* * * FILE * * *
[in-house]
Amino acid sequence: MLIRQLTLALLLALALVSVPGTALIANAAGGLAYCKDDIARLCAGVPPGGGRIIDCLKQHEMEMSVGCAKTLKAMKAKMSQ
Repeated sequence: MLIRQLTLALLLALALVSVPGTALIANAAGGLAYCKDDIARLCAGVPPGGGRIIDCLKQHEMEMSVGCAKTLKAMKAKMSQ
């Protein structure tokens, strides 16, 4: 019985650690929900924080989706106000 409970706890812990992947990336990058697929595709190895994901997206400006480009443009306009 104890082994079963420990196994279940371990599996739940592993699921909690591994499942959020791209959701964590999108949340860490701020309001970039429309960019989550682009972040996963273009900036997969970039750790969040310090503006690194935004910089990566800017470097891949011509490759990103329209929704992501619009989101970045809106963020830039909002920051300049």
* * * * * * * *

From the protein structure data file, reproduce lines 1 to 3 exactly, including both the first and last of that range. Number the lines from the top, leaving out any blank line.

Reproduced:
[in-house]
Amino acid sequence: MLIRQLTLALLLALALVSVPGTALIANAAGGLAYCKDDIARLCAGVPPGGGRIIDCLKQHEMEMSVGCAKTLKAMKAKMSQ
Repeated sequence: MLIRQLTLALLLALALVSVPGTALIANAAGGLAYCKDDIARLCAGVPPGGGRIIDCLKQHEMEMSVGCAKTLKAMKAKMSQ